Environmental Threats
and Challenges


Air-Borne Pollution

Citrus Processing Plant, Belize
Citrus Processing Plant
Stann Creek Valley

Belize NGO, Wildtracks, recently discovered that agricultural pesticides sprayed on citrus farms are being carried upward by the wind and then "raining" down onto areas of the Maya Mountains formerly thought to be some of the most pristine areas in Central America. 

(The level of glyphosate, a chemical sprayed under citrus trees, found in the Maya Mountains is 50 times greater than European standards for safe drinking water.)

Wildtracks is currently waiting for results to determine whether chemicals used on banana farms are also present in these areas. 

(For more information on Wildtrack's efforts, see http://www.rainforest-alliance.org/neotropics/eco-exchange/2008/november_08_01.html )

And, the World Wildlife Fund has found these same chemicals in the tissue of reef fish - at alarming levels - meaning that this air-borne pollution is also affecting the Placencia Peninsula and the cayes, reef and marine life just off the Peninsula.

Water-Borne Pollution

Banana Farm just off the Placencia Peninsula, Belize
Banana Farm just off the Peninsula

All water bodies are susceptible to harm from agricultural run-off which includes fertilizers, pesticides and dirt, including the Placencia Lagoon, which directly receives run-off from banana and citrus farms, affecting the Lagoon's water quality.

But, it turns out that oceans are even more vulnerable to agricultural run-off than many people thought.

Fertilizer runoff from farms can trigger sudden explosions of marine algae capable of disrupting ocean ecosystems and producing "dead zones" in the sea. This happens because the extra nitrogen and phosphorus that runs off land into the ocean can drain oxygen out of the water, so plants and animals that need that oxygen can't breathe - - and they die.

Pesticides in runoff can cause diseases in people and marine life, not to mention kill them when the run-off is big enough. Plus, many of the chemicals used in pesticides can change the reproductive cycles of animals, birds and fish, causing them to be sterile, which results in harm to an entire eco-system.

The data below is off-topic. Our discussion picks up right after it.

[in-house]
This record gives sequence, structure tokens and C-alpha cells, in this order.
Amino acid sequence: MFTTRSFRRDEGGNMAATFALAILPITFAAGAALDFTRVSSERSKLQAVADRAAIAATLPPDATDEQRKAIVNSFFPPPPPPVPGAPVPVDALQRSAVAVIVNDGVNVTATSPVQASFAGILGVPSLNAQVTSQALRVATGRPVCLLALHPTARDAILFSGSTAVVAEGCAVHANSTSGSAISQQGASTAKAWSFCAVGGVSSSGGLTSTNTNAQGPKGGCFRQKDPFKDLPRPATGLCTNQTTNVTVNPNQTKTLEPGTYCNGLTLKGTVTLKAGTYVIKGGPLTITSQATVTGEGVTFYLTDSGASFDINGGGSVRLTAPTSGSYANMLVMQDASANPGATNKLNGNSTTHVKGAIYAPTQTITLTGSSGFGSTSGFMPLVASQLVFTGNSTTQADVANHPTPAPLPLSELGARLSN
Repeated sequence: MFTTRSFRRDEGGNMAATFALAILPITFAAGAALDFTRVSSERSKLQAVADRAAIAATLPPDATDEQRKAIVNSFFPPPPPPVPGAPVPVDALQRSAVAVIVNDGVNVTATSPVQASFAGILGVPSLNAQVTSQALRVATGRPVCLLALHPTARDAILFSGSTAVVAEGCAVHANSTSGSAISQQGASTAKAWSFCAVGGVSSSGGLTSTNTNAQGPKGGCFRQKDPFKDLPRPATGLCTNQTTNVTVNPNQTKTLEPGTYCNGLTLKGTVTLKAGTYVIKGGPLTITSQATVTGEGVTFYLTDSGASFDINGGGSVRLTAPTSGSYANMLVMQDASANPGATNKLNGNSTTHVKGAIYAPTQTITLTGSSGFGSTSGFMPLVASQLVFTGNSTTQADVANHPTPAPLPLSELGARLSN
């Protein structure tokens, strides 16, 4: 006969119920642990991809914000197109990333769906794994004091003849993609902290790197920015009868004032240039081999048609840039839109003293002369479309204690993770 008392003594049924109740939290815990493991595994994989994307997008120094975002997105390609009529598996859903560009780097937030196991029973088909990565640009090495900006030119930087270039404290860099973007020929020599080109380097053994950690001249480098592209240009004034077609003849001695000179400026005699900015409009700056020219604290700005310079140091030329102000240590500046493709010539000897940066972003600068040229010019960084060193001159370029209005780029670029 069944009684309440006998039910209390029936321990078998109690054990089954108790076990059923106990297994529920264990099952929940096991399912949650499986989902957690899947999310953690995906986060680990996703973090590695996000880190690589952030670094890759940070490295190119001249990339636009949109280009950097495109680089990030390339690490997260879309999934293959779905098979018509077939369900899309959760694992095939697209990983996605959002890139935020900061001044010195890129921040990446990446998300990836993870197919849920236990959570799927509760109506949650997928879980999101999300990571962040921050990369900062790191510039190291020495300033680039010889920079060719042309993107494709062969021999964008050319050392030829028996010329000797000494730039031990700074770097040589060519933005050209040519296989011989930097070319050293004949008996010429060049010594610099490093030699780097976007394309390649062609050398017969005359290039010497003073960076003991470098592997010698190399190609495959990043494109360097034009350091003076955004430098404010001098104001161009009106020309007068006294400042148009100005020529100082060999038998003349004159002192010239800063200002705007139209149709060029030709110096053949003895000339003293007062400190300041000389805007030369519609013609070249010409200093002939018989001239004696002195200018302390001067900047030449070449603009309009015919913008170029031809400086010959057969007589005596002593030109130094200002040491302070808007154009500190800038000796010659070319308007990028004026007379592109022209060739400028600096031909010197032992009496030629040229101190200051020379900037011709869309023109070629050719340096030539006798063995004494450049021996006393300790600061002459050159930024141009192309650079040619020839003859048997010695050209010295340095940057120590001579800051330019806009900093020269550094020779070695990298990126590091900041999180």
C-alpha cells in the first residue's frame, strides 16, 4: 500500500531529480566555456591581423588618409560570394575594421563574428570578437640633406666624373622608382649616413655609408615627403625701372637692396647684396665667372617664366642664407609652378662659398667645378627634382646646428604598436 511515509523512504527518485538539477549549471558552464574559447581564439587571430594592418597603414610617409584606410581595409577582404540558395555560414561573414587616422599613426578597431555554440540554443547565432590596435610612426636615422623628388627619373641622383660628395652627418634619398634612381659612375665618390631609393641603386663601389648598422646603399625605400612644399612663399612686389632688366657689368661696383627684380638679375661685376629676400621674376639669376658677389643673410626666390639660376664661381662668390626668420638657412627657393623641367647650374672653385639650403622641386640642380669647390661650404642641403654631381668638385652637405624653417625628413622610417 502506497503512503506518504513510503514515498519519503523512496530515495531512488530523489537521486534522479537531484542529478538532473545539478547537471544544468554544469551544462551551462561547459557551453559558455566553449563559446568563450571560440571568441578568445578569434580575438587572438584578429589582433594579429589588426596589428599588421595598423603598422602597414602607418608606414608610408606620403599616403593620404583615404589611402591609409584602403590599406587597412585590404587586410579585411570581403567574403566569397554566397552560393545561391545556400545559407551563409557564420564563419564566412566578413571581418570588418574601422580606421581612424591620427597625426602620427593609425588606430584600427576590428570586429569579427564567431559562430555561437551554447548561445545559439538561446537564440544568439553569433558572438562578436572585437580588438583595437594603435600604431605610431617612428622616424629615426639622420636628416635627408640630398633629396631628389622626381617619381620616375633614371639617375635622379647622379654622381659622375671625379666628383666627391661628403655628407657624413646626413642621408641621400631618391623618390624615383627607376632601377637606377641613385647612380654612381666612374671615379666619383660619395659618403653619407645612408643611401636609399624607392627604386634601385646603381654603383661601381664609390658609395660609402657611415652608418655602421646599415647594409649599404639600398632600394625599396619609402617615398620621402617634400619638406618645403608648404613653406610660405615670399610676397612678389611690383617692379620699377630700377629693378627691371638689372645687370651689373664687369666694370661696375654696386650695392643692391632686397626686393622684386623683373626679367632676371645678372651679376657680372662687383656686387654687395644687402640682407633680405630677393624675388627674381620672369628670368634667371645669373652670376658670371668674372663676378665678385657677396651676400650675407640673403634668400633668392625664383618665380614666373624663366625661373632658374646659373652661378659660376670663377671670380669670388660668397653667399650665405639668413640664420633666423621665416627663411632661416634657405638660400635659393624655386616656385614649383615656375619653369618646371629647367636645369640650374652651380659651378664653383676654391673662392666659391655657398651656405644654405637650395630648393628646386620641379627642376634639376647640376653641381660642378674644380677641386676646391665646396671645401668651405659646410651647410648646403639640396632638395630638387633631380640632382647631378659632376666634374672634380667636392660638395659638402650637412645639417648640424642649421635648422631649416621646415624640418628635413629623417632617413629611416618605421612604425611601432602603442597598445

The dirt itself that is loosened from the ground when soil is dug is also harmful in run-off because it causes turbidity, cutting down on the light needed by marine life to grow, and in some cases, smothering and killing it - corals and seagrass are particularly vulnerable to sedimentation. And, when the corals and seagrass are killed, fish, lobster, crab and other marine animals have a harder time finding food and may even die of starvation.

Agricultural run-off can reach the ocean directly through run-off from the land itself, or indirectly by run-off into rivers that empty into the sea.

In tropical and subtropical areas like Belize, banana plantations and citrus groves are major sources of pesticide laden agricultural run-off.  Run-off enters local rivers, which feed into the Placencia Lagoon or the Caribbean Sea.  Bananas plantations, in particular, are a major source of insecticides and pesticides because of bananas' extreme vulnerability to insects.

Belize has no water quality testing plants that are able to assess water for the presence of heavy metals, and lacks the financial resources to conduct regular water quality testing for agrochemicals.

Peninsula Citizens for Sustainable Development

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Placencia, Belize